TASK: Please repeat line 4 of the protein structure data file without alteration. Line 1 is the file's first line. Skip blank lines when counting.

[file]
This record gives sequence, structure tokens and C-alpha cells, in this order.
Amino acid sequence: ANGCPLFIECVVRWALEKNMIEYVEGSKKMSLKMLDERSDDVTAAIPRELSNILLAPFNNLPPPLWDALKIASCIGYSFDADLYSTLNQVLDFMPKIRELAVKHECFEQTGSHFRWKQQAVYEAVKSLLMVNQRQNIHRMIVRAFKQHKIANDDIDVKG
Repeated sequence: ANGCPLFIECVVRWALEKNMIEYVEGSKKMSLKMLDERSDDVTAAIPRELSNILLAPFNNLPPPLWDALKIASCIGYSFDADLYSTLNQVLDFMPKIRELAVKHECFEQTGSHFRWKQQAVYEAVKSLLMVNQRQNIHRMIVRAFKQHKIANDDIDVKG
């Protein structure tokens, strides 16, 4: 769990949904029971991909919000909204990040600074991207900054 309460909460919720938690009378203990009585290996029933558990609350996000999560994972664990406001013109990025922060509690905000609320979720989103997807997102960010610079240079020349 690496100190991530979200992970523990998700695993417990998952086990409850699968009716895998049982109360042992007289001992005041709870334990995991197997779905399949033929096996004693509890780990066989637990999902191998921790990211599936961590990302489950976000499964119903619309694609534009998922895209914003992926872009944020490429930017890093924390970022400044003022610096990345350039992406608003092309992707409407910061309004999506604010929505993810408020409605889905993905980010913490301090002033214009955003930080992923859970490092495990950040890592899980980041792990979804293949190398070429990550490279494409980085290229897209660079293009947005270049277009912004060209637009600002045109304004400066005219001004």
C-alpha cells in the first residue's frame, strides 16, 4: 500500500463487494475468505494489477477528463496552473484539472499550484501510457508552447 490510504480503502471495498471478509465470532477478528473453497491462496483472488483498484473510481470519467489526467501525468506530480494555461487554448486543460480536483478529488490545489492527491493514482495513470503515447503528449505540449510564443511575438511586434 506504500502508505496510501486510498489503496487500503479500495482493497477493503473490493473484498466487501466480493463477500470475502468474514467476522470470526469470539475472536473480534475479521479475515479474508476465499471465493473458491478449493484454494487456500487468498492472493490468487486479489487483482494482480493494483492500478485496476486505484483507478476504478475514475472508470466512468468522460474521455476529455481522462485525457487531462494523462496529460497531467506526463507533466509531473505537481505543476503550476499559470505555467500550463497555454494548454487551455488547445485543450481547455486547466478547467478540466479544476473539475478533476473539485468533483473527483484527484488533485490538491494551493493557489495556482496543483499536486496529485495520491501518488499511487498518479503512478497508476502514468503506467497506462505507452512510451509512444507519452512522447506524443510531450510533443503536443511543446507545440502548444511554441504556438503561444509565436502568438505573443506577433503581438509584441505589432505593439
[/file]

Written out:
């Protein structure tokens, strides 16, 4: 769990949904029971991909919000909204990040600074991207900054 309460909460919720938690009378203990009585290996029933558990609350996000999560994972664990406001013109990025922060509690905000609320979720989103997807997102960010610079240079020349 690496100190991530979200992970523990998700695993417990998952086990409850699968009716895998049982109360042992007289001992005041709870334990995991197997779905399949033929096996004693509890780990066989637990999902191998921790990211599936961590990302489950976000499964119903619309694609534009998922895209914003992926872009944020490429930017890093924390970022400044003022610096990345350039992406608003092309992707409407910061309004999506604010929505993810408020409605889905993905980010913490301090002033214009955003930080992923859970490092495990950040890592899980980041792990979804293949190398070429990550490279494409980085290229897209660079293009947005270049277009912004060209637009600002045109304004400066005219001004």